directions in Rn . To do this, we collapse the orbits corresponding to subgroups

of Tn generated by directions orthogonal to the annihilator of that face.

Example. Consider

(S 2 , Ļ = dĪø ā§ dh, S 1 , Āµ = h) ,

where S 1 acts on S 2 by rotation. The image of Āµ is the line segment I = [ā’1, 1].

The product S 1 Ć— I is an open-ended cylinder. By collapsing each end of the

ā™¦

cylinder to a point, we recover the 2-sphere.

Exercise. Build CP2 from T2 Ć— ā where ā is a right-angled isosceles triangle.

ā™¦

Finally, Tn acts on Tn Ć— ā by multiplication on the Tn factor. The moment

map for this action is projection onto the ā factor.

Homework 22: Delzant Theorem

1. (a) Consider the standard (S 1 )3 -action on CP3 :

(eiĪø1 , eiĪø2 , eiĪø3 ) Ā· [z0 , z1 , z2 , z3 ] = [z0 , eiĪø1 z1 , eiĪø2 z2 , eiĪø3 z3 ] .

Exhibit explicitly the subsets of CP3 for which the stabilizer under

this action is {1}, S 1 , (S 1 )2 and (S 1 )3 . Show that the images of these

subsets under the moment map are the interior, the facets, the edges

and the vertices, respectively.

(b) Classify all 2-dimensional Delzant polytopes with 4 vertices, up to

translation and the action of SL(2; Z).

Hint: By a linear transformation in SL(2; Z), you can make one of the angles

in the polytope into a square angle. Check that automatically another angle

also becomes 90o .

(c) What are all the 4-dimensional symplectic toric manifolds that have

four ļ¬xed points?

2. Take a Delzant polytope in Rn with a vertex p and with primitive (inward-

pointing) edge vectors u1 , . . . , un at p. Chop oļ¬ the corner to obtain a

new polytope with the same vertices except p, and with p replaced by n

new vertices:

p + Īµuj , j = 1, . . . , n ,

where Īµ is a small positive real number. Show that this new polytope

is also Delzant. The corresponding toric manifold is the Īµ-symplectic

blowup of the original one.

p

22 Ā˜

222 Ā Ā˜

Ā˜

d Ā˜

d

d

d

189

190 HOMEWORK 22

3. The toric 4-manifold Hn corresponding to the polygon with vertices (0, 0),

(n + 1, 0), (0, 1) and (1, 1), for n a nonnegative integer, is called a Hirze-

bruch surfaces.

rr

d

rr

d

rr

d

rr

d

(a) What is the manifold H0 ? What is the manifold H1 ?

Hint:

d

d

d

d

(b) Construct the manifold Hn by symplectic reduction of C4 with re-

spect to an action of (S 1 )2 .

(c) Exhibit Hn as a CP1 -bundle over CP1 .

4. Which 2n-dimensional toric manifolds have exactly n + 1 ļ¬xed points?

30 Duistermaat-Heckman Theorems

30.1 Duistermaat-Heckman Polynomial

Ļn

Let (M 2n , Ļ) be a symplectic manifold. Then is the symplectic volume form.

n!

Deļ¬nition 30.1 The Liouville measure (or symplectic measure) of a

Borel subset 17 U of M is

Ļn

mĻ (U) = .

U n!

Let G be a torus. Suppose that (M, Ļ, G, Āµ) is a hamiltonian G-space, and

that the moment map Āµ is proper.

Deļ¬nition 30.2 The Duistermaat-Heckman measure, mDH , on gā— is the

push-forward of mĻ by Āµ : M ā’ gā— . That is,

Ļn

mDH (U ) = (Āµā— mĻ )(U ) =

n!

Āµā’1 (U )

for any Borel subset U of gā— .

For a compactly-supported function h ā C ā (gā— ), we deļ¬ne its integral with

respect to the Duistermaat-Heckman measure to be

Ļn

(h ā—¦ Āµ)

h dmDH = .

n!

M

gā—

On gā— regarded as a vector space, say Rn , there is also the Lebesgue (or

euclidean) measure, m0 . The relation between mDH and m0 is governed by the

Radon-Nikodym derivative, denoted by dmDH , which is a generalized function

dm0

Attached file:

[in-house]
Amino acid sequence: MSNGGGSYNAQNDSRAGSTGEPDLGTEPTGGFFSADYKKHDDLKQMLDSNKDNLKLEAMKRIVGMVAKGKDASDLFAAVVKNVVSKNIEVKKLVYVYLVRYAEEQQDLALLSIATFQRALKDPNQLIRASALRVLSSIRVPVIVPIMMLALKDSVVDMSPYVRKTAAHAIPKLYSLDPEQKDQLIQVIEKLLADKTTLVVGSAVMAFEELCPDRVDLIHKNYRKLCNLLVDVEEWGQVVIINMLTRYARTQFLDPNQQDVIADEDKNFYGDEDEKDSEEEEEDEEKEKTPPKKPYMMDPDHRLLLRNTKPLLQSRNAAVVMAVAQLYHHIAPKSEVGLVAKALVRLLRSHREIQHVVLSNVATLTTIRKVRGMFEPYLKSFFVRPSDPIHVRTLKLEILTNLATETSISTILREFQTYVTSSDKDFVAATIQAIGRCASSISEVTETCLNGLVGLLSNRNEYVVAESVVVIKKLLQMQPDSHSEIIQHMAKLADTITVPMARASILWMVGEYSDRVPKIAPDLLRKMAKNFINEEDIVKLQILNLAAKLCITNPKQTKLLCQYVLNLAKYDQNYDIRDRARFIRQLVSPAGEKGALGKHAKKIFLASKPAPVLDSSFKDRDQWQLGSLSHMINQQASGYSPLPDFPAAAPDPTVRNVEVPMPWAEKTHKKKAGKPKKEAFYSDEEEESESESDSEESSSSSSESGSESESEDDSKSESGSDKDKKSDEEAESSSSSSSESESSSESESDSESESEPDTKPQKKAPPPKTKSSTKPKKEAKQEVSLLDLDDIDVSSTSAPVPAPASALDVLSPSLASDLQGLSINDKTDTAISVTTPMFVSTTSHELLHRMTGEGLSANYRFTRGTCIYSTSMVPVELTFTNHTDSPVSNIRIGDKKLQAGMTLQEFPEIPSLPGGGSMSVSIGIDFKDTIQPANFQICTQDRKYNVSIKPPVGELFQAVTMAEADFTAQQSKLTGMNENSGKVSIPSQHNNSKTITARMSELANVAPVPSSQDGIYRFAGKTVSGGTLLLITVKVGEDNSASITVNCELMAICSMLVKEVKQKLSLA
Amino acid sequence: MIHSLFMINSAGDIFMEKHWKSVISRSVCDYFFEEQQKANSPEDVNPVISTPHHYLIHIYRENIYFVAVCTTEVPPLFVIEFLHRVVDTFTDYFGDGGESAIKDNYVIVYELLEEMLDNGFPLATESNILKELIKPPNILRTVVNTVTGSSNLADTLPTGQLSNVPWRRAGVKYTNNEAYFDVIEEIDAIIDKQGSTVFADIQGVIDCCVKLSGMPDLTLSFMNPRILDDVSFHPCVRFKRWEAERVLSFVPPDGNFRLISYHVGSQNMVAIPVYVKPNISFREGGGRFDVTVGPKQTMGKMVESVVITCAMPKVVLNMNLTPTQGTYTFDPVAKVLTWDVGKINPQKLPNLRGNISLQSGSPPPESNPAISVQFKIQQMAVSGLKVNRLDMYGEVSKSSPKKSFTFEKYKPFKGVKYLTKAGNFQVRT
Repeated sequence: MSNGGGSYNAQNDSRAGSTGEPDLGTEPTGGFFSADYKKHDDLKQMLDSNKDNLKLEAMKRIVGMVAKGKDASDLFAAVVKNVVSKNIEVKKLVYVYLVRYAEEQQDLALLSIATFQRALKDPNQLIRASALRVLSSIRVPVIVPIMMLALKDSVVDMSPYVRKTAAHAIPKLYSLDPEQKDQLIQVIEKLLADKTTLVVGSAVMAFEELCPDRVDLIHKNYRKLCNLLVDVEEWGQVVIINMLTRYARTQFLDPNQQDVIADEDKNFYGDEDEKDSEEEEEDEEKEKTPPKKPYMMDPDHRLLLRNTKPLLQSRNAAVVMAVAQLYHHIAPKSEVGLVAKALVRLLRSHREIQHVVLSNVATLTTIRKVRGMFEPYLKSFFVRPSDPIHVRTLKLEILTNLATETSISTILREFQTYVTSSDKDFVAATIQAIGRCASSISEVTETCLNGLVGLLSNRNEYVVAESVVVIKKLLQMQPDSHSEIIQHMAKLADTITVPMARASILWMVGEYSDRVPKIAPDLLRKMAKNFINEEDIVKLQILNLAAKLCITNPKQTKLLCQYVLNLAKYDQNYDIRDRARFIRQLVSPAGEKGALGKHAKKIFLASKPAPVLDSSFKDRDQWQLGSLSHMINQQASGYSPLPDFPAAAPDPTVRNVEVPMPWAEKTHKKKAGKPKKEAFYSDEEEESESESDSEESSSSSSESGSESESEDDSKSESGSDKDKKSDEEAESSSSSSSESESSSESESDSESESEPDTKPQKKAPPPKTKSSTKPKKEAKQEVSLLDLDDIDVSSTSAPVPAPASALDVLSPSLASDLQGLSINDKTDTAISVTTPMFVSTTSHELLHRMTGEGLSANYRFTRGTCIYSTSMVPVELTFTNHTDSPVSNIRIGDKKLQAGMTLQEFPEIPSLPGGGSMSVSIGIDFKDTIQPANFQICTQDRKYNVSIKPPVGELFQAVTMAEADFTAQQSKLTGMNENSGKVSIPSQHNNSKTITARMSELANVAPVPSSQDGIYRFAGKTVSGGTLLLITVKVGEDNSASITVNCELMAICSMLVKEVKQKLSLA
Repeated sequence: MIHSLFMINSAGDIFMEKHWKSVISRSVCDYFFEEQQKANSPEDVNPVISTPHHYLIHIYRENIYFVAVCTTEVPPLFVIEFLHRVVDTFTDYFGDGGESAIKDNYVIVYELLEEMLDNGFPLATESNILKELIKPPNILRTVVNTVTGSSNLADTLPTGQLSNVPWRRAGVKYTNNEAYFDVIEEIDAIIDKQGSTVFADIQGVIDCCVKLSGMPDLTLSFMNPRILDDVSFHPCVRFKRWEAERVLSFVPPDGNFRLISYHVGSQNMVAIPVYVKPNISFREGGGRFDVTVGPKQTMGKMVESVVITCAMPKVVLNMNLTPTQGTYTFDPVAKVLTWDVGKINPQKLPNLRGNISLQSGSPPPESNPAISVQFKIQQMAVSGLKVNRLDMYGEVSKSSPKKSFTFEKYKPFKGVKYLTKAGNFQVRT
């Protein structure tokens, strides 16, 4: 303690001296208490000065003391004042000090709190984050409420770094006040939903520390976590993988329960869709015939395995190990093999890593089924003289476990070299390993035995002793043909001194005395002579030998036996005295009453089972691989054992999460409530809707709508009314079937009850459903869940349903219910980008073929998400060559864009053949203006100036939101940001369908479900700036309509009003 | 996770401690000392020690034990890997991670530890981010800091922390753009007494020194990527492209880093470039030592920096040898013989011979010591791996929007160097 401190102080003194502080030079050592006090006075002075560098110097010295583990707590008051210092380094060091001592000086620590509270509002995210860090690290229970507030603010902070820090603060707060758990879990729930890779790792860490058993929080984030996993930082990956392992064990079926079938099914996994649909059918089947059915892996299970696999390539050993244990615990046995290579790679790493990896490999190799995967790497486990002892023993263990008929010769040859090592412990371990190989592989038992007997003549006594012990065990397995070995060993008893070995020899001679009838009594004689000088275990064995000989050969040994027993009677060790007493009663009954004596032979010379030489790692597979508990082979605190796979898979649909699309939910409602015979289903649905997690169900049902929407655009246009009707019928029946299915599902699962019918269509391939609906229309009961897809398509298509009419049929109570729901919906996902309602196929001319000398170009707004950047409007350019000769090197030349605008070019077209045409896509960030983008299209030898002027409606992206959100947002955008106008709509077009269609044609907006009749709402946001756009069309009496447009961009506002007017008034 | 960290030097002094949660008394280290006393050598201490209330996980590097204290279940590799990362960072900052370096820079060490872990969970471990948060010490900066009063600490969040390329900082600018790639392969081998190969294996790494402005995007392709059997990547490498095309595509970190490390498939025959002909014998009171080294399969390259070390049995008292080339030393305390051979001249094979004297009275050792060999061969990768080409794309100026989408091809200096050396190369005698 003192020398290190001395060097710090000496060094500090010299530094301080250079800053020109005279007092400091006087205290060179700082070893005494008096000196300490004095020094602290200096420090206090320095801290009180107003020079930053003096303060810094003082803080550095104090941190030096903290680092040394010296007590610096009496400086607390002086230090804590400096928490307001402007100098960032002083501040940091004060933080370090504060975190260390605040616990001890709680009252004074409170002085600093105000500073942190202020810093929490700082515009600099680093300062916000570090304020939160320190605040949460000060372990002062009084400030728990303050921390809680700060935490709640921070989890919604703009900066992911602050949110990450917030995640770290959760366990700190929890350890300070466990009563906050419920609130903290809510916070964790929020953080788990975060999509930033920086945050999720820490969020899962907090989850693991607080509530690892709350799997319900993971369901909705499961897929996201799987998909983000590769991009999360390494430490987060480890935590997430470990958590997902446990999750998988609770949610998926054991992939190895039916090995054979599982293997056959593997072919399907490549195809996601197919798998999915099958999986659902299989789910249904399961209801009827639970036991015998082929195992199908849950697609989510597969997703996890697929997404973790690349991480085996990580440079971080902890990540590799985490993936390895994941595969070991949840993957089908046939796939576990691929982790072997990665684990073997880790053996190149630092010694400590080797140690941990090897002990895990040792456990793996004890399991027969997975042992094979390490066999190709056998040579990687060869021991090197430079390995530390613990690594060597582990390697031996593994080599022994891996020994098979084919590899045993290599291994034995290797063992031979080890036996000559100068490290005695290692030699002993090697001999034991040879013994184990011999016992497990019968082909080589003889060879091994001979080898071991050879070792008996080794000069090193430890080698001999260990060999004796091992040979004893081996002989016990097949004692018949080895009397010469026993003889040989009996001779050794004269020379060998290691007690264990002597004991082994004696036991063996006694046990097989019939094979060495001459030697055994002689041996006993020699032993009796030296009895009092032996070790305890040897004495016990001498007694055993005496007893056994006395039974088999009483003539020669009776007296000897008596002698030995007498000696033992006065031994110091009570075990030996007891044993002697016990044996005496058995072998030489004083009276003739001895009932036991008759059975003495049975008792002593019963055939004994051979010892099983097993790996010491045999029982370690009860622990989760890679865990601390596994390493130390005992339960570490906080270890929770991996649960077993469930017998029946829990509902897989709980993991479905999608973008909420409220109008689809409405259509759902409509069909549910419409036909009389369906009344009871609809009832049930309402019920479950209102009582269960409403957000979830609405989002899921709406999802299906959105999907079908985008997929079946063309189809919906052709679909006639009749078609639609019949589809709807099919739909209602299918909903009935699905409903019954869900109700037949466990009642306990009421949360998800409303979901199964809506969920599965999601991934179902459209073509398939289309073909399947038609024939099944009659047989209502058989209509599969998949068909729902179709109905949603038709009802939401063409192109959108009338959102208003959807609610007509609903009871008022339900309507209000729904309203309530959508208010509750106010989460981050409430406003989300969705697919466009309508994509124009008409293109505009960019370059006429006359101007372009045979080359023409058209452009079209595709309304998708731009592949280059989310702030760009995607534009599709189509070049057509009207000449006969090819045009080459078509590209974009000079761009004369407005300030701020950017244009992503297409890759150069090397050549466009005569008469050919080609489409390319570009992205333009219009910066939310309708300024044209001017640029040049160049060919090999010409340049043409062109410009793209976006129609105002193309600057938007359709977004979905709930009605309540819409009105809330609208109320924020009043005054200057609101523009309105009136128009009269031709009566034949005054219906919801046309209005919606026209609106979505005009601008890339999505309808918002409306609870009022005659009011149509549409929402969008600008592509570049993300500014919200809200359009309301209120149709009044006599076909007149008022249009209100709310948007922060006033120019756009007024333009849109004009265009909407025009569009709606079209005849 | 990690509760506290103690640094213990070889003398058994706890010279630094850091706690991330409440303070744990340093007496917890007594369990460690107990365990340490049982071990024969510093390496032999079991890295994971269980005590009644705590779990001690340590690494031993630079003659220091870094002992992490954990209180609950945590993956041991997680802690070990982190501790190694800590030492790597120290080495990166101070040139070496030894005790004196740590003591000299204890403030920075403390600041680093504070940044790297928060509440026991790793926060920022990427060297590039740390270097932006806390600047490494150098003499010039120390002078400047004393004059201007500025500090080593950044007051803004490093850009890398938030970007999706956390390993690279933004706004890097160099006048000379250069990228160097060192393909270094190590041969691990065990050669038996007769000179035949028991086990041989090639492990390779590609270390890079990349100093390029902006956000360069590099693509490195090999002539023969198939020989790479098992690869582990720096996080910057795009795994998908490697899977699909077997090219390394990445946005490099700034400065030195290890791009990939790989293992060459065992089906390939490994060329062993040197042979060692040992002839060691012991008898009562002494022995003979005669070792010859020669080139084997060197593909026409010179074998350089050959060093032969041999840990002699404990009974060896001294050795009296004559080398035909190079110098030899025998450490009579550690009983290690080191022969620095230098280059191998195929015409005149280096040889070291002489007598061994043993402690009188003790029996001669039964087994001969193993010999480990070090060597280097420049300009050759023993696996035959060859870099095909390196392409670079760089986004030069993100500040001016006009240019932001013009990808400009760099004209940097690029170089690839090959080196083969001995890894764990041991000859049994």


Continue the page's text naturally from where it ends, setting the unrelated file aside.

satisfying

dmDH

h dmDH = h dm0 .

dm0

gā— gā—

Theorem 30.3 (Duistermaat-Heckman, 1982 [31]) The Duistermaat-

Heckman measure is a piecewise polynomial multiple of Lebesgue (or euclidean)

measure m0 on gā— Rn , that is, the Radon-Nikodym derivative

dmDH

f=

dm0

is piecewise polynomial. More speciļ¬cally, for any Borel subset U of g ā— ,

mDH (U ) = f (x) dx ,

U

where dx = dm0 is the Lebesgue volume form on U and f : gā— Rn ā’ R is

polynomial on any region consisting of regular values of Āµ.

17 Theset B of Borel subsets is the Ļ-ring generated by the set of compact subsets, i.e., if

A, B ā B, then A \ B ā B, and if Ai ā B, i = 1, 2, . . ., then āŖā Ai ā B.

i=1

191

192 30 DUISTERMAAT-HECKMAN THEOREMS

The proof of Theorem 30.3 for the case G = S 1 is in Section 30.3. The

proof for the general case, which follows along similar lines, can be found in, for

instance, [53], besides the original articles.

The Radon-Nikodym derivative f is called the Duistermaat-Heckman

polynomial. In the case of a toric manifold, the Duistermaat-Heckman poly-

nomial is a universal constant equal to (2Ļ)n when ā is n-dimensional. Thus

the symplectic volume of (Mā , Ļā ) is (2Ļ)n times the euclidean volume of ā.

Example. Consider (S 2 , Ļ = dĪø ā§ dh, S 1 , Āµ = h). The image of Āµ is the interval

[ā’1, 1]. The Lebesgue measure of [a, b] ā [ā’1, 1] is

m0 ([a, b]) = b ā’ a .

The Duistermaat-Heckman measure of [a, b] is

dĪø dh = 2Ļ(b ā’ a) .

mDH ([a, b]) =

{(Īø,h)āS 2 |aā¤hā¤b}

Consequently, the spherical area between two horizontal circles depends only on

the vertical distance between them, a result which was known to Archimedes

around 230 BC.

Corollary 30.4 For the standard hamiltonian action of S 1 on (S 2 , Ļ), we have

mDH = 2Ļ m0 .

ā™¦

30.2 Local Form for Reduced Spaces

Let (M, Ļ, G, Āµ) be a hamiltonian G-space, where G is an n-torus.18 Assume

that Āµ is proper. If G acts freely on Āµā’1 (0), it also acts freely on nearby levels

Āµā’1 (t), t ā gā— and t ā 0. Consider the reduced spaces

Mred = Āµā’1 (0)/G Mt = Āµā’1 (t)/G

and

with reduced symplectic forms Ļred and Ļt . What is the relation between these

reduced spaces as symplectic manifolds?

For simplicity, we will assume G to be the circle S 1 . Let Z = Āµā’1 (0) and let

i : Z ā’ M be the inclusion map. We ļ¬x a connection form Ī± ā ā„¦1 (Z) for the

principal bundle

EZ

S1 ā‚

Ļ

c

Mred

18 The discussion in this section may be extended to hamiltonian actions of other compact